Orphan drugs are specifically customized for treating these rare ailments. Up to date, 350 orphan drugs have been approved by the Federal Drug Administration in the United States.
The Benefits of Developing and Producing Orphan Drugs
In the United States and the countries of European Union, obtaining marketing approval for an orphan drug is considerably less difficult than for conventional medication (Harris, 2006). In fact, global pharmaceutical companies lack sufficient profit motive because not so many buyers are available. Therefore, the national governments focused on developing different financial incentives, like extended exclusivity periods and other. It is a government prerogative in many countries to assign a status of orphan to a particular disease and to the drugs necessary for its treatment. This type of public policy led to multiple scientific breakthroughs, which could not have been possible otherwise. Furthermore, the popular scholarly opinion in this regard is that without government support and incentives, the people affected by some sort of rare disease may be left without treatment because the economic costs of drug research and development are upscale in this field (Sneader, 2005).
Legal regulation of orphan drugs production is less rigorous than in other spheres of pharmacy. In general, in order to gain approval from the Federal Drug Administration, an orphan drug should undergo similar regulatory procedures. The focus is made on pharmacology dynamics, stability, safety, dosing and efficacy (Alain, Lut, Fostier, Cleemput & Simoens, 2010). However, in order to simplify the process, some statistical requirements have been lessened. For instance, there is no necessity for an orphan drug to demonstrate that it can effectively cure 1000 patients, what is a common requirement for the conventional medication.
At the same time, the market for orphan drugs is a relatively small. It is by default unprofitable for the pharmaceutical companies to develop and merchandise orphan drugs, and the government of the United States follows twofold approach to motivating them. Firstly, for some products there are no statutory imposed price limitations. In other words, the companies are free to charge whatever price they consider necessary. Secondly, for the Americans who cannot pay full price of these medications, the government reimburses the course of treatment, either partially or in full (Illingworth, Cohen & Illingworth, 2004). Although it is sometimes considered as a failure of the free market system, this approach is friendly to the patients, while financially lucrative to the producers of the orphan drugs.
Other types of positive government intervention into the market of orphan drugs take different forms. The most popular is by means of providing different tax incentives for the producers. The Genzyme Corporation saves approximately 20% of all tax payments annually by producing orphan medication (Genzyme Corporation, 2015). The second method of invigorating the company to invest into the development of orphan drugs is by providing enhanced patent rights and marketing privileges. To be more specific, Genzyme Corporation enjoys extended exclusivity period of production and full protection from the competitors’ activity in this field. Thirdly, these companies are known to receive substantial subsidization from the government for its clinical research. A typical research of an orphan drug is extremely financially consuming, and no positive results are guaranteed in beforehand. Therefore, the government of the United States of America is often willing to share the financial burden of the companies in order to stimulate further development. Current estimates show that more than 25% of all clinical experiments of Genzyme Corporation receive state sponsorship. The statutory regulation of this activity is exercised by the Orphan Drug Act 1983 (Harris, 2006). This instrument was lobbied by the National Organization for Rare Disorders and many pharmaceutical companies, with Genzyme Corporation taking the leading roles in that campaign. Under the provisions of this document, the company developing a drug, which is designed to cure a disorder, which affect fewer than 200,000 Americans is authorized to sell it without any forms of competition for the period of seven years. Furthermore, this Act grants significant clinical trial tax incentives.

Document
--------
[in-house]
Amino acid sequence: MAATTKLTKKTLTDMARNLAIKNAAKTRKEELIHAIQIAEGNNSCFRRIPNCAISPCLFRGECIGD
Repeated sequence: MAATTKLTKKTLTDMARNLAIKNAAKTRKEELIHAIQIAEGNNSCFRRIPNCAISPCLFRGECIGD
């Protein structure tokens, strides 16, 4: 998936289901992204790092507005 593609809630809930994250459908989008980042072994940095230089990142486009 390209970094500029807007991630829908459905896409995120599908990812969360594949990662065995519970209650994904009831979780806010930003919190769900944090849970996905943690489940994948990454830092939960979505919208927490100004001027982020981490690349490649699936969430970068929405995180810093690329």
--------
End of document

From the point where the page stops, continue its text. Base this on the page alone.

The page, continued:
Similar legislation has been enacted in the European Union. The products in the Regulation # 141/2000 are referred to as “orphan medical products”. The exclusivity period given to the Genzyme Corporation in European Union is 10 years after the drug has been approved by the Committee on Orphan Medicinal Products of the European Medicines Agency. Similar tax incentives and methods of financial encouragement are applied by the members of the European Union (Moynihan & Cassels, 2005).